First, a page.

RB—John Hubert, Sr. (Kansas State)

Last season:  Rushing—947 yards, 15 TD; Receiving—18 rec. for 98 yards, TD

Schedule Sweet Spot:  Weeks 1-2-3; No. Dakota St, LA-Laf., UMass

Fantasy Draft Value:  Now that Colin Klein is no longer taking snaps in Manhattan, Hubert becomes the main rushing threat in an offense that returns four starters on the O-line.  Hubert is experienced and proven, so fantasy owners would be wise to scoop him up in round 5.

 

WR—Josh Stewart, Jr. (Oklahoma State)

Last season:  101 receptions for 1,210 yards and 7 TD.

Schedule Sweet Spot:  Weeks 2-3-4-5; @ UTSA, Lamar, BYE, @ West Virginia

Fantasy Draft Value:  Not only do we believe that Stewart can duplicate his totals from last season for receptions (101) and yards (1,210), but we are confident he will find the end zone with greater frequency in 2013.  The junior receiver is a legitimate WR1 and would make for a solid second-round selection.

 

WR—Eric Ward, Sr. (Texas Tech)

Last season:  82 receptions for 1,053 yards and 12 TD.

Schedule Sweet Spot:  Weeks 1-2-3-4; @ SMU, SF Austin, TCU, Texas St

Fantasy Draft Value:  Ward should be a target early and often in new head coach Kliff Kingbury’s up-tempo offense.  We feel that Ward will be a product of the system and should be drafted in rounds 2-3.

 

WR—Antwan Goodley, Jr. (Baylor)

Last season:  17 receptions for 171 yards and 2 TD, 542 return yards.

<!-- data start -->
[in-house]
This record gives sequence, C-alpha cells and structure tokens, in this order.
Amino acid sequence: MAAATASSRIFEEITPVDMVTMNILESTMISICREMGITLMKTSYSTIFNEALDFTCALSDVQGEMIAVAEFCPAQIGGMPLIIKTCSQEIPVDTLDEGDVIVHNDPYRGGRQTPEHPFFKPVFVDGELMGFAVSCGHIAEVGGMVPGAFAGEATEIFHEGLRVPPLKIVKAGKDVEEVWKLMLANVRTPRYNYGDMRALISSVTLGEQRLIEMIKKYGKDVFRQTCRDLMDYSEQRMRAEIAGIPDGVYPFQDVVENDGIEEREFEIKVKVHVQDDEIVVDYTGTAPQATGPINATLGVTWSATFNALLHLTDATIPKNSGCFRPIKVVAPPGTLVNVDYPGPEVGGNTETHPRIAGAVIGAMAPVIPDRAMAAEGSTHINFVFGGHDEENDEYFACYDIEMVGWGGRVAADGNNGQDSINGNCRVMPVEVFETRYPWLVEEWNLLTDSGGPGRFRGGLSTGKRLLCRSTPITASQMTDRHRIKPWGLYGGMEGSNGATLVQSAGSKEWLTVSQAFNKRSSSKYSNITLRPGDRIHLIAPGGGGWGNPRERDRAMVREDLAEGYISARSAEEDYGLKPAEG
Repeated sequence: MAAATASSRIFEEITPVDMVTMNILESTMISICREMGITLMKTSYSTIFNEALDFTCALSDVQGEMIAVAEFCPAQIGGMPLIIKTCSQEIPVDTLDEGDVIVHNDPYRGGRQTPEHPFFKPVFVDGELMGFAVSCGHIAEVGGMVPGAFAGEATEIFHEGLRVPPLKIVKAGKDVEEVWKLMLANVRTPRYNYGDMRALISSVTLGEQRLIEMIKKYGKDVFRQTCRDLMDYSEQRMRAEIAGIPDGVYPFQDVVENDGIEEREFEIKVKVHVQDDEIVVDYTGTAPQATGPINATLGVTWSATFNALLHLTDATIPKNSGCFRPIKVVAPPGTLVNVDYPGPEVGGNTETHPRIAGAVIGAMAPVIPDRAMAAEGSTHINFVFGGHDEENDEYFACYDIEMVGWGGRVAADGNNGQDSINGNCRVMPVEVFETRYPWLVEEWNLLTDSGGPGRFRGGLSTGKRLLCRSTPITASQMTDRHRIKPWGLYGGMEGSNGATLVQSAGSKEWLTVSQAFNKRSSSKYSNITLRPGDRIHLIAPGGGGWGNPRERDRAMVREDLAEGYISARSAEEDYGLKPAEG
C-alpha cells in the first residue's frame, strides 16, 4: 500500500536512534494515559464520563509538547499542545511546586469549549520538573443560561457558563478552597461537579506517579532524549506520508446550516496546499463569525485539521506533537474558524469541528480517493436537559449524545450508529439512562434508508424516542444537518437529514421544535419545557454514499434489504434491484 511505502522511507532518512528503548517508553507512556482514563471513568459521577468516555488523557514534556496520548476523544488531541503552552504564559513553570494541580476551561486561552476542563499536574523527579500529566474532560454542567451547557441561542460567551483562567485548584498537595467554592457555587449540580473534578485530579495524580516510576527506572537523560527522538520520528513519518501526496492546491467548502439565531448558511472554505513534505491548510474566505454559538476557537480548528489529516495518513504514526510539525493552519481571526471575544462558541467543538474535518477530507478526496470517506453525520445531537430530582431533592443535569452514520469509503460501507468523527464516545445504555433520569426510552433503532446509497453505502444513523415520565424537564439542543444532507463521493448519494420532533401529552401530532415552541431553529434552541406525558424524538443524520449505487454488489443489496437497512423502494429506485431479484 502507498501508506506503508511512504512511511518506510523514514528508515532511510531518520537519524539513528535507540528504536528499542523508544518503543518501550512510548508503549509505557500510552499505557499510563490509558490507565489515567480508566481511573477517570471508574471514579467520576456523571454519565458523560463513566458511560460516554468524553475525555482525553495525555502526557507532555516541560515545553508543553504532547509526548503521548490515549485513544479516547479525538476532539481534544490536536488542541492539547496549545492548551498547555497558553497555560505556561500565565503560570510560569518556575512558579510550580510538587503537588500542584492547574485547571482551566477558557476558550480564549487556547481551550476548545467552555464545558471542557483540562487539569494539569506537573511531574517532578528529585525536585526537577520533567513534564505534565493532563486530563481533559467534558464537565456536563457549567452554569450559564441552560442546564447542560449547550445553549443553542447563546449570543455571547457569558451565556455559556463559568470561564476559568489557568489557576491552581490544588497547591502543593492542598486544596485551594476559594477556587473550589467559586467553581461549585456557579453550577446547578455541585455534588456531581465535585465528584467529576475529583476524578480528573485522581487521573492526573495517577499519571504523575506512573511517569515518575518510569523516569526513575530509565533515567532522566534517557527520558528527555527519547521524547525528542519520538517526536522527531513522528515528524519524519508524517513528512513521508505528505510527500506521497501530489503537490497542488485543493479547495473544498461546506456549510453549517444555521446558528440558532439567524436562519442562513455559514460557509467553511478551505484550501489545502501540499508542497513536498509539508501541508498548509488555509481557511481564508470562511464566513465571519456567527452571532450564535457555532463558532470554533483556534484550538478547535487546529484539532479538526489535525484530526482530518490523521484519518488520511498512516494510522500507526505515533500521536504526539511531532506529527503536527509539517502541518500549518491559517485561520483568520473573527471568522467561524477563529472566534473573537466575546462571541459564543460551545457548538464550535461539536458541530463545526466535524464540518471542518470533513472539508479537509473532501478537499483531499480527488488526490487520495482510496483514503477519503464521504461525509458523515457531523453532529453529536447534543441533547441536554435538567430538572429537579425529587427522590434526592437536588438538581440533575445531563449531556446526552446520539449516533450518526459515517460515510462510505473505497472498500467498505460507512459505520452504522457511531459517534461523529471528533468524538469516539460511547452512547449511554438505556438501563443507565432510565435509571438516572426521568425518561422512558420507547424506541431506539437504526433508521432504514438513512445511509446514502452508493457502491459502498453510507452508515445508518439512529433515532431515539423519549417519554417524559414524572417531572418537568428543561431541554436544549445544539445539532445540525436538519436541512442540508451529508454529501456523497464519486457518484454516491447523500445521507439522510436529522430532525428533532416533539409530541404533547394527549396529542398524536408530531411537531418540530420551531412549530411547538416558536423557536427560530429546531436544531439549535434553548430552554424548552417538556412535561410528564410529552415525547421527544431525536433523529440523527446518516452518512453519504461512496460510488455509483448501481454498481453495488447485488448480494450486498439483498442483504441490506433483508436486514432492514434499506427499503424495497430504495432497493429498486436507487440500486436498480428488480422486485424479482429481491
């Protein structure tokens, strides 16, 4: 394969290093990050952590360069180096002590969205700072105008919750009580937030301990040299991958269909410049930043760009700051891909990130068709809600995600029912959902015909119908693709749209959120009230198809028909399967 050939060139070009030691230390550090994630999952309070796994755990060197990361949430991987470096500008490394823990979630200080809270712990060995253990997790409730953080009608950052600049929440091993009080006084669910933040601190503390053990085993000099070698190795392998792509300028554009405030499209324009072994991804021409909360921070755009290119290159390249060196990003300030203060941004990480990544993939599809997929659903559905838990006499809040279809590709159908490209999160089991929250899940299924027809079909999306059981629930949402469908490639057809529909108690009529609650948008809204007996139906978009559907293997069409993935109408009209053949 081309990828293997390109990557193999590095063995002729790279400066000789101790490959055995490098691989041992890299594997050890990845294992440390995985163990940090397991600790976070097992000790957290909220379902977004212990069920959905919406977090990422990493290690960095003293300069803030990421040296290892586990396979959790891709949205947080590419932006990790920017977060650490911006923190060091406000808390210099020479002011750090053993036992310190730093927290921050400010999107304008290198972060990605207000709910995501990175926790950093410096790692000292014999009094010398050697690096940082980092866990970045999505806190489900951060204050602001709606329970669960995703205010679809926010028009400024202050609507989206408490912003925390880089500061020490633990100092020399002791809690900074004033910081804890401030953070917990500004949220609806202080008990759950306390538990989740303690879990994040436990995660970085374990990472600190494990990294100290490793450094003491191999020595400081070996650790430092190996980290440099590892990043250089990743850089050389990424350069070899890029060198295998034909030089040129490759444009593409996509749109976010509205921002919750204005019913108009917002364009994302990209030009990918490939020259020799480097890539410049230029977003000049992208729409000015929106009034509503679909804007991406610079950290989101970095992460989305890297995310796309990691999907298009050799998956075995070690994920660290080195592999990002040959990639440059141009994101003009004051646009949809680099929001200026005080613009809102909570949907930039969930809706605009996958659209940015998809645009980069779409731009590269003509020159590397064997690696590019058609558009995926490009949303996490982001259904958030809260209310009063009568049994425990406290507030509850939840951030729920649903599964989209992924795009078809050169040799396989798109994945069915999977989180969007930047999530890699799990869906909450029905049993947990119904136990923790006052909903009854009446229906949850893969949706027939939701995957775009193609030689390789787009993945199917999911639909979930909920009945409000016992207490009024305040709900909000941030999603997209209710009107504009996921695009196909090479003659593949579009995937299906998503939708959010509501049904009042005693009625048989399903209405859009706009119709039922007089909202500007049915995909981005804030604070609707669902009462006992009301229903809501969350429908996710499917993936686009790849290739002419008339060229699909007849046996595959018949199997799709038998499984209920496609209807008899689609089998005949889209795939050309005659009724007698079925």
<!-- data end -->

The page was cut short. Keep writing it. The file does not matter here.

Schedule Sweet Spot:   Weeks 1-2-3-4-5-6; Wofford, Buffalo, BYE, LA-Monroe, BYE, West Virginia

Fantasy Draft Value:  This is the one player in our rankings that has generated the most response because we have him rated higher than teammate Tevin Reese.  Goodley established good chemistry with quarterback Bryce Petty in the spring and we expect that to carry over into the 2013 season.  Goodley may just be the hidden gem in the draft that you can snag about three rounds later than his fourth-round projection.

 

WR—Jalen Saunders, Sr. (Oklahoma)

Last season:  62 receptions for 829 yards and 3 TD; PR TD.

Schedule Sweet Spot:  Weeks 1-2-3; LA-Monroe, West Virginia, Tulsa

Fantasy Draft Value:  Saunders returns to lead what we feel is the most dangerous group of receivers in the Big 12.  If the senior receiver can parlay his big-play ability into a few more scores this year, fantasy owners would get good value by selecting him in rounds 6-8.

 

FLEX—James Sims, Sr. (Kansas)

Last season:  Rushing—1,013 yards, 9 TD; Receiving—14 rec. for 168 yards, TD

Schedule Sweet Spot:  Weeks 1-2-3; So. Dakota, @ Rice, Louisiana Tech

Fantasy Draft Value:  Sims will be the centerpiece in a very inexperienced offense.  The Jayhawks are not even close to being a serious contender in the Big 12, but a soft non-conference schedule makes Sims valuable in rounds 6-7.

 

K—Aaron Jones Sr. (Baylor)

Last season:  16-27 FGs; 119 points scored

 

DEF—TCU Horned Frogs

Schedule Sweet Spot:  Weeks 2-3-4-5; SE LA, @ Texas Tech, BYE, SMU

Fantasy Draft Value:  The Horned Frogs’ defense only allowed 323 yards per game last year—impressive considering they play in the Big 12—and they return nine starters in 2013.
 

Follow Joe DiSalvo on twitter (@theCFFsite(TheCFFSite.com)

 


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Teaser:
College Fantasy Football: Examining the Top Players in the Big 12 for 2013
Post date: Wednesday, July 3, 2013 - 20:32
All taxonomy terms: College Football, Fantasy, SEC, News
Path: /college-football/college-fantasy-football-examining-top-players-sec-2013
Body:

College fantasy football drafts will be heating up over the next few months and Athlon Sports has teamed with the college fantasy football site to provide in-depth coverage for 2013. 

Here's a look at the best of the best for SEC in terms of fantasy options for 2013:

All draft values are based on a 12-team, 20-round draft using the following scoring system:

Passing—25 pass yds = 1 point, Passing TD = 4 points, INTs = -1 point

Rushing—10 rushing yards = 1 point, Rushing TDs = 6 points